Wednesday, April 2, 2014

Whitney Biennial's Last Hurrah at the Old Place

Dubbed  "A Last hurrah at the old Marcel Breuer ziggurat before the Whitney goes full bridge-and-tunnel in the Meatpacking District" by Village Voice reviewer Christian Viveros-Faune,  the Biennial's posters were all over the New York City subways.  Another reviewer called the show a eulogy for the old building. 

Here are some of my favorites from my visit last Friday.  I've been a long time fan of David Wojnarowicz (1954-1992) a painter, photographer, writer, filmmaker, performance artist, and AIDS activist who was prominent in the New York City art world.  I had seen photos of his Magic Boxes, but seeing an actual one in person was very touching, and made me appreciate his kinship with  Random (or not so random) junk can convey such intimate meanings.

His 1989 calendar page was also exhibited.  People's handwriting carries their spirit and energy in a way that the digitized world never will.  Here Phil's Birthday seems to have the most importance, with it's red arrow and star, while Act Up's City Hall Court date, the picking up of film, delivery of art work, and meeting with filmmaker Mike Kuchar are part of his daily life.  It's good to know that all Wojnarowicz's stuff is now housed in a Special Collections Library at New York University.

Here is an amazing ceramic tile wall by John Mason, with one of his ceramic sculptures in front of it.  I was glad the Biennial included a lot of work in media often considered "craft."

All kinds of student groups were there, this one in front of a colossal Sheila Hicks installation:

The piece below caught my attention because I had just been at the American Visionary Art Museum, a museum of Outsider art,  a few days previously,  It was confusing.  Which museum did it belong in?

It is by James Benning, After Howard, house paint on plywood.  When I looked  up James Benning I discovered that he is an independent filmmaker with an MFA.  He also does visual art work that overtly copies Outsider artists he admires, this one copying Jesse Howard (1885-1983).  Critic Roberta Smith says "The ...Benning copies establish him as a graphic ventriloquist, able to seamlessly inhabit the sensibilities of other artists."  I guess that explains why it is in the Whitney Biennial, and not the American Visionary Art Museum. Hmmm. Something about that annoys me.  Jesse Howard is unlikely to have an estate that will question the legality of this and all the ensuing copyright and financial issues.  Why is outright plagarism being given a place of honor at the Biennial?  It is not an honoring.  It is slick stealing.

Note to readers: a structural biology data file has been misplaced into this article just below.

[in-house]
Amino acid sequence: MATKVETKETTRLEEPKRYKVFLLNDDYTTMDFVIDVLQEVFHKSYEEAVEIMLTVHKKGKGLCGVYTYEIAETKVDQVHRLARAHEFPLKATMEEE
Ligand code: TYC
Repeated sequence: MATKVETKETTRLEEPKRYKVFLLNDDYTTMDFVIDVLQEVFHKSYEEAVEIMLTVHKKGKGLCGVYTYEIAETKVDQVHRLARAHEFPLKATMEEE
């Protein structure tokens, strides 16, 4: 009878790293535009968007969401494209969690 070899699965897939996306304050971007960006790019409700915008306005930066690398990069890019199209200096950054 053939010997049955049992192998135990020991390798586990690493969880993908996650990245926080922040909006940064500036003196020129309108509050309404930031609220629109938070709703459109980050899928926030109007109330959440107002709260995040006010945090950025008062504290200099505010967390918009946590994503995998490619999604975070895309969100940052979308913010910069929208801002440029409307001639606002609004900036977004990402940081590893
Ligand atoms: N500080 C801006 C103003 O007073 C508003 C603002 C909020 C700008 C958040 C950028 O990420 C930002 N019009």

This one below was fascinating,  and also felt like it could have been at the Visionary Art Museum, especially in its current exhibit about obsessive-compulsive disorders in Outsider artists.  "Peter Schuyff makes the carvings on view in the Biennial by holding a knife in place and rhythmically moving a pencil along its edge—all without looking at what he’s doing. This practice functions as a meditation that the artist engages in when he tires of working on the geometric abstract paintings for which he is perhaps better known." 

So, he's not self-taught, he does other stuff, and is definitely not an Outsider.  His carved pencils are mesmerizing!

The photographic series Relationship by Zackary Drucker and Rhys Ernst was beautiful and poignant. "The photographs... are an intimate and diaristic record of their relationship as a transgender couple whose bodies are transitioning in opposite directions (for Drucker from male to female, and for Ernst from female to male). As both subjects and makers of these photographs, Drucker and Ernst engage various elements of self-fashioning, representing themselves in the midst of shifting subjectivities and identities—making images that are simultaneously unguarded and performative, an extension of their narrative filmmaking practice."  We were fortunate to also view their collaborative film, She Gone Rogue.  (photo below by Drucker and Ernst).


Much of the exhibit felt like a rarefied class, a unique curriculum that demanded reading of all the wall commentaries (impossible in just one visit.)  When I saw a mom pushing a stroller with a very cute infant, I smiled at the baby and said, "you are the best work of art in this exhibit!"  The mom smiled back and said, "she isn't trying to understand anything."